7 Times Misleading Movie Trailers Didn't Align with the Film

Director Darren Aronofsky attends a post-screening Q&A of his controversial 2017 film "Mother!" at the Busan International Film Festival. Woohae Cho/Getty Images for Paramount Pictures

Darren Aronofsky is nothing if not polarizing. Whether it's a mind-bending trip down a drug-fueled rabbit hole in "Requiem for a Dream," or a dark peek at eroticism on the professional ballet circuit in "Black Swan," the award-winning writer/director's films tend to elicit strong feelings.

Aronofsky's opus "Mother!" is garnering a new kind of feedback from moviegoers. As with many Aronofsky flicks, many viewers appear to be leaving the theaters confused about what it actually is that they just watched. Per usual, the film has also divided critics. But a vocal group of movie watchers are also miffed because they say the final product on the big screen looks very little like the trailer promoting the film that they watched on TV or online. (Those expecting a straight-up psychological thriller, per the trailer, were treated to an extremely bizarre allegorical horror show.)


The team behind "Mother!" isn't the only one to be accused of using film trailers and other movie marketing tools to sell moviegoers a bill of goods. Here are seven films that didn't exactly line up with their previews.

1. "Sweeney Todd," 2007

johnny depp actor in front of sweeney todd poster
Actor Johnny Depp starred in "Sweeney Todd: The Demon Barber of Fleet Street," a 2007 movie whose marketing team avoided overtly cluing in audiences to the fact that it was a musical. Stephen Lovekin/Getty Images

The combination of Tim Burton, Johnny Depp and the story of a murderous barber out for revenge in Victorian London is something akin to a holy trinity in some cinephile circles. It was certainly enough to get many folks out to the theatre when the film dropped in 2007. The only problem is that Dreamworks left out one important detail in the film's trailer: "Sweeney Todd" is a musical. Johnny Depp sings. The entire time. So do most of the characters. Sure, Broadway veterans certainly understood going in that the movie was based on Sondheim ditties. The rest of the crowd was a little surprised.


2. "Drive," 2011

Nicolas Winding Refn's 2011 noir crime piece is a nuanced film about a guy who drives really well, and doesn't do much else. It won critical praise and rave reviews from audiences, but it also offered some filmgoers a little less than what they bargained for at the box office. Just about all of the action that takes place over the course of 100 minutes of movie was also jammed into two and a half minutes of movie trailer. The good news is action-craving crowds still got to see a guy get his head stomped in like a watermelon; the bad news for those same people is the film was more meditative and artistic than they'd expected.


3. "The Tree of Life," 2011

If Aronofsky has a kindred spirit behind the camera, it's fellow art-leaning director Terrence Malick. The man who delivered the Pacific World War II fever dream that is "The Thin Red Line" in 1998 followed it up with "The Tree of Life" 13 years later. The film – which stars Brad Pitt, Sean Penn and Jessica Chastain — tells the tale of a Texas family, the father's memory of his own upbringing, and how it all ties back to the creation of the universe. In other words, it's long and sometimes tough to follow, but it's also a beautifully shot piece of film.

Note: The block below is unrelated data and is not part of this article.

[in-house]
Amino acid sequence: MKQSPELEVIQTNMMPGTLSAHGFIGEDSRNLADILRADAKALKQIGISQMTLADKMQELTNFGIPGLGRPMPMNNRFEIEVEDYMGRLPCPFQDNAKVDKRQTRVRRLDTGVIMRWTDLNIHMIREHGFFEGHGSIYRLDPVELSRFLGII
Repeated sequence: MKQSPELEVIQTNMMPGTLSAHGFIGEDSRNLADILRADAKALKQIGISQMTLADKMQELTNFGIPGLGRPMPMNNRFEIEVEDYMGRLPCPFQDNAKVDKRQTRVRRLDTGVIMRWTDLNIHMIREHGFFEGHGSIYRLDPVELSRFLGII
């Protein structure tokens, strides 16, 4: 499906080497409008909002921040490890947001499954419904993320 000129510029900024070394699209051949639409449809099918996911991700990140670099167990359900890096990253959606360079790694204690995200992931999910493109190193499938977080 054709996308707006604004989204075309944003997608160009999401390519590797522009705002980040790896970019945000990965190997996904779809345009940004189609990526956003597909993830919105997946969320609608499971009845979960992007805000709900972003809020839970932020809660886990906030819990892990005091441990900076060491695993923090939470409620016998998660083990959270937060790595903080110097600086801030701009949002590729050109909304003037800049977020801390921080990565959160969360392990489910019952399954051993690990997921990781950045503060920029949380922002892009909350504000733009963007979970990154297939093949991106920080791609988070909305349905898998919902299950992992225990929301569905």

If you watch the trailer, you're not likely to walk away with any idea of what the film is about other than a family and some strife. Then again, some moviegoers had the same experience after walking out of the theater; some cinemas even posted a no-refunds policy for the film, warning moviegoers ahead of time they were in for a nontraditional ride.


4. "National Treasure: Book of Secrets," 2007

Nic Cage may be a strange human being, but he is also a cinematic treasure. For all of the dreck that he churns out, it can be easy to forget that the actor who first turned heads in "Raising Arizona" every once in a while still has a delightfully over the top performance or two left in the tank. Unfortunately, "National Treasure" is not one of those films. It is not good. So not good that the movie's marketing team loaded its trailer with scenes that are not actually in the film.


5. "Scream," 1996

If you were a teenager in mid-'90s and remember going to see "Scream" on the big screen, you likely also remember expecting Drew Barrymore to play a starring role in the horror flick. She was featured heavily in movie posters and ads. She also did much of the press tours in advance of the film. Turns out Drew's turn in front of the camera for Wes Craven lasted about as long as the previews.

The misdirection was probably by design. "Scream" is a film about horror films, and the tropes that often feature heavily in them. Wes Craven wanted us to think that Barrymore would play the damsel in distress protagonist role, and he wanted us to be shocked when she met her very early demise.


6. "Lost in Translation," 2003

Sofia Coppola and the team behind "Lost in Translation" were robbed. Sure, everyone knew going into the 2003 Oscars that "The Lord of the Rings" was going home with the best picture award, but that doesn't mean it was the best picture. The Coppola flick is a dry, dark comedy about loneliness and Japanese whiskey. It is not the lighthearted romantic comedy that it was made out to be in this trailer.


7. "The Rules of Attraction," 2002

"The Rules of Attraction" is a move about college starring James Van der Beek and Jessica Biel. What folks who are not Brett Easton Ellis disciples may not have known going into the film is that it's based on a book written by the guy who penned "American Psycho." This is no simple "Animal House," despite the trailer's focus on sex, drug and rock 'n' roll on campus. It's a jaunt over to the darker side of the dorm.